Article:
One large session at AAOS this year engaged an audience of orthopedic surgeons around the questions of hospital-based employment, which for 43 percent of the audience (as counted by session attendee touch-screen voting) was something they already had or were considering doing. While the panel of discussants had both employed and non-employed physicians, as well as a hospital CEO and an academic that had studied physician alignment issues, all were in agreement around why today employment was a major question for physicians. The rising costs and growing administrative burden of running a private practice, coupled with threatened reductions in reimbursement and increased regulations, has elevated the question of employment for most orthopedic surgeons. Most agreed on the hospital perspective as well--having employed physicians can help the hospital gain market share, stabilize their staff, control costs, all while engaging physicians on improving and demonstrating quality outcomes.
AAOS 2011: Is Hospital Employment the Solution?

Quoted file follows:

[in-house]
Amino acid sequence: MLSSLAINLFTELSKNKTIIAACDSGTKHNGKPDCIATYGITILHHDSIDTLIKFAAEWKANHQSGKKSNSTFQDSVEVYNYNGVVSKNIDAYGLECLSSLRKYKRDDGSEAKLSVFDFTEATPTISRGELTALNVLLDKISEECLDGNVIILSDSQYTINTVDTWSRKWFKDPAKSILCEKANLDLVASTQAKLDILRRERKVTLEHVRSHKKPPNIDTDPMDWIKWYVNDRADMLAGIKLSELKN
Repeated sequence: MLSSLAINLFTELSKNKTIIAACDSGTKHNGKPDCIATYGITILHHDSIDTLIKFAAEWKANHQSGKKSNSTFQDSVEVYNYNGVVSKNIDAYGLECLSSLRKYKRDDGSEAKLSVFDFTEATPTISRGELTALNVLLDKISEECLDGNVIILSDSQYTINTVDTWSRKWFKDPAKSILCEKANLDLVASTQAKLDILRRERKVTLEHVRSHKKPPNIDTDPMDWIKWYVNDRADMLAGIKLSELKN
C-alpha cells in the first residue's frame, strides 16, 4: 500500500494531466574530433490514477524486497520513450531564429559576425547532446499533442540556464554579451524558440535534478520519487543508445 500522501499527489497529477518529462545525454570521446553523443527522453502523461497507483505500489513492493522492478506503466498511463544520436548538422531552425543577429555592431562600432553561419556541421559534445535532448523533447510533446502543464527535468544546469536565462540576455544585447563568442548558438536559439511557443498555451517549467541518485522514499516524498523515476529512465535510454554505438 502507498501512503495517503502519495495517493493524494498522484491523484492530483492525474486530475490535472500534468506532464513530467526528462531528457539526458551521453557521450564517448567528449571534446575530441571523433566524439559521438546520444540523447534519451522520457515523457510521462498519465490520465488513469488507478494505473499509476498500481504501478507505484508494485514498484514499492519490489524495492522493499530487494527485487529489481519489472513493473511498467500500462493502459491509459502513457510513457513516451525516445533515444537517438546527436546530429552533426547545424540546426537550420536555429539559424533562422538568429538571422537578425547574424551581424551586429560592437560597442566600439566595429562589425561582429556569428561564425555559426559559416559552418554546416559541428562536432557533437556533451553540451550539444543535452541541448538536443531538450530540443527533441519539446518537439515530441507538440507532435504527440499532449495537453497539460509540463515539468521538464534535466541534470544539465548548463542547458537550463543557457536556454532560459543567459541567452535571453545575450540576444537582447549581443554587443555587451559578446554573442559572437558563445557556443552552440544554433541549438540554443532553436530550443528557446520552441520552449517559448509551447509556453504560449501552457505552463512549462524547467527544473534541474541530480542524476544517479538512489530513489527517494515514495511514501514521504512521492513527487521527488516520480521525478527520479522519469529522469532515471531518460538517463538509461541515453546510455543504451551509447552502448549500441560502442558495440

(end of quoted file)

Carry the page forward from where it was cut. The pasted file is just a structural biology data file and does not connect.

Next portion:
My colleague Zach Binney has been keeping tabs on the proton therapy landscape, and wrote this nice piece on some recent developments: Roughly seven months after ProCure's first center came online in Oklahoma City, the third party proton therapy facilitator and financier closed financing for its third center, a joint venture with a health system (CentraState Health System) and radiation oncologist group (Princeton Radiation Oncology) in Somerset, New Jersey.
Somerset is only 60 miles away from the Roberts Proton Therapy Center at the University of Pennsylvania in Philadelphia. While two proton centers have never operated in such close proximity before, the area's high population density -- the site is located an approximately 30 minute drive from downtown New York City -- will likely alleviate competitive concerns. A full-scale facility is capable of treating approximately 1,500 patients per year, but the exact number of "proton therapy-eligible" patients in this region is difficult to gauge, as it is highly dependent on patient and physician preferences. Whether prostate cancer patients will flock to the facility in large numbers, for example, will depend in part on whether their referring physicians and the center's radiation oncologists feel protons are justifiable for the tumor site.
Proton Competition Accelerating in Northeast